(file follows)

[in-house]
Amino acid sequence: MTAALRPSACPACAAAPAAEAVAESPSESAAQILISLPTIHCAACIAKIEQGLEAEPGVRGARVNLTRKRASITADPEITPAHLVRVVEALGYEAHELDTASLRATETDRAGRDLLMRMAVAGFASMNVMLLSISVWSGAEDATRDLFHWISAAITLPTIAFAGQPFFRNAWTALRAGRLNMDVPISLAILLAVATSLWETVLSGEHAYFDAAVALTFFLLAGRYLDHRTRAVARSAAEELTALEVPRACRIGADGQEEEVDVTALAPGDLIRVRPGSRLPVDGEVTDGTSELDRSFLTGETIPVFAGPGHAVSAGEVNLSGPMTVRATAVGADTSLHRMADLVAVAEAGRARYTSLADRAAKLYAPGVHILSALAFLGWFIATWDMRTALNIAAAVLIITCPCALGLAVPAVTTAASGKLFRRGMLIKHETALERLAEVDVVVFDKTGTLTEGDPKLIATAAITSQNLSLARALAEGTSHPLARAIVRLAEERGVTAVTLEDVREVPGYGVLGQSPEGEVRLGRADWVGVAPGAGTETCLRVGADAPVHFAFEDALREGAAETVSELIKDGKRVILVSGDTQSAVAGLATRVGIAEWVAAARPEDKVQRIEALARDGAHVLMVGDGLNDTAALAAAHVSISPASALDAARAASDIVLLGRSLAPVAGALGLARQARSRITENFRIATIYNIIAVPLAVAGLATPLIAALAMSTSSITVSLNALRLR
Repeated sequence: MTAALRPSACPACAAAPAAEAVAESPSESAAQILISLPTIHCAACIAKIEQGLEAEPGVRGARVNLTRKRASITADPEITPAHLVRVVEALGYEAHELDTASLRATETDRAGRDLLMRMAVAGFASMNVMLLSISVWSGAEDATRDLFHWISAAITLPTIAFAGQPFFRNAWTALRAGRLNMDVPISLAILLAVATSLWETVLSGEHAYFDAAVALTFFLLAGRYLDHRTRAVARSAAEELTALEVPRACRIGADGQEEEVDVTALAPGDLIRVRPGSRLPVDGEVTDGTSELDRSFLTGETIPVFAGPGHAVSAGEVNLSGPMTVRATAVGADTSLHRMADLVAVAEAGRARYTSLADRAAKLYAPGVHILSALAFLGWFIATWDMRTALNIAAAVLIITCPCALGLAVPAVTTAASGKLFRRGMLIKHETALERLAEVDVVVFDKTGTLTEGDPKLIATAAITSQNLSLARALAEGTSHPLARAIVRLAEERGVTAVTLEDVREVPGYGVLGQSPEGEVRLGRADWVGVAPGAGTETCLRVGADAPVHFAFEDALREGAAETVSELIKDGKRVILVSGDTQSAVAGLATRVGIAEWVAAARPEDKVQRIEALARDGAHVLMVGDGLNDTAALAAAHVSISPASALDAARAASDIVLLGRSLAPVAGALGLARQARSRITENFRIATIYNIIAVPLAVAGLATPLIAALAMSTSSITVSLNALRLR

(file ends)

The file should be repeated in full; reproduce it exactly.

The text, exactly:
[in-house]
Amino acid sequence: MTAALRPSACPACAAAPAAEAVAESPSESAAQILISLPTIHCAACIAKIEQGLEAEPGVRGARVNLTRKRASITADPEITPAHLVRVVEALGYEAHELDTASLRATETDRAGRDLLMRMAVAGFASMNVMLLSISVWSGAEDATRDLFHWISAAITLPTIAFAGQPFFRNAWTALRAGRLNMDVPISLAILLAVATSLWETVLSGEHAYFDAAVALTFFLLAGRYLDHRTRAVARSAAEELTALEVPRACRIGADGQEEEVDVTALAPGDLIRVRPGSRLPVDGEVTDGTSELDRSFLTGETIPVFAGPGHAVSAGEVNLSGPMTVRATAVGADTSLHRMADLVAVAEAGRARYTSLADRAAKLYAPGVHILSALAFLGWFIATWDMRTALNIAAAVLIITCPCALGLAVPAVTTAASGKLFRRGMLIKHETALERLAEVDVVVFDKTGTLTEGDPKLIATAAITSQNLSLARALAEGTSHPLARAIVRLAEERGVTAVTLEDVREVPGYGVLGQSPEGEVRLGRADWVGVAPGAGTETCLRVGADAPVHFAFEDALREGAAETVSELIKDGKRVILVSGDTQSAVAGLATRVGIAEWVAAARPEDKVQRIEALARDGAHVLMVGDGLNDTAALAAAHVSISPASALDAARAASDIVLLGRSLAPVAGALGLARQARSRITENFRIATIYNIIAVPLAVAGLATPLIAALAMSTSSITVSLNALRLR
Repeated sequence: MTAALRPSACPACAAAPAAEAVAESPSESAAQILISLPTIHCAACIAKIEQGLEAEPGVRGARVNLTRKRASITADPEITPAHLVRVVEALGYEAHELDTASLRATETDRAGRDLLMRMAVAGFASMNVMLLSISVWSGAEDATRDLFHWISAAITLPTIAFAGQPFFRNAWTALRAGRLNMDVPISLAILLAVATSLWETVLSGEHAYFDAAVALTFFLLAGRYLDHRTRAVARSAAEELTALEVPRACRIGADGQEEEVDVTALAPGDLIRVRPGSRLPVDGEVTDGTSELDRSFLTGETIPVFAGPGHAVSAGEVNLSGPMTVRATAVGADTSLHRMADLVAVAEAGRARYTSLADRAAKLYAPGVHILSALAFLGWFIATWDMRTALNIAAAVLIITCPCALGLAVPAVTTAASGKLFRRGMLIKHETALERLAEVDVVVFDKTGTLTEGDPKLIATAAITSQNLSLARALAEGTSHPLARAIVRLAEERGVTAVTLEDVREVPGYGVLGQSPEGEVRLGRADWVGVAPGAGTETCLRVGADAPVHFAFEDALREGAAETVSELIKDGKRVILVSGDTQSAVAGLATRVGIAEWVAAARPEDKVQRIEALARDGAHVLMVGDGLNDTAALAAAHVSISPASALDAARAASDIVLLGRSLAPVAGALGLARQARSRITENFRIATIYNIIAVPLAVAGLATPLIAALAMSTSSITVSLNALRLR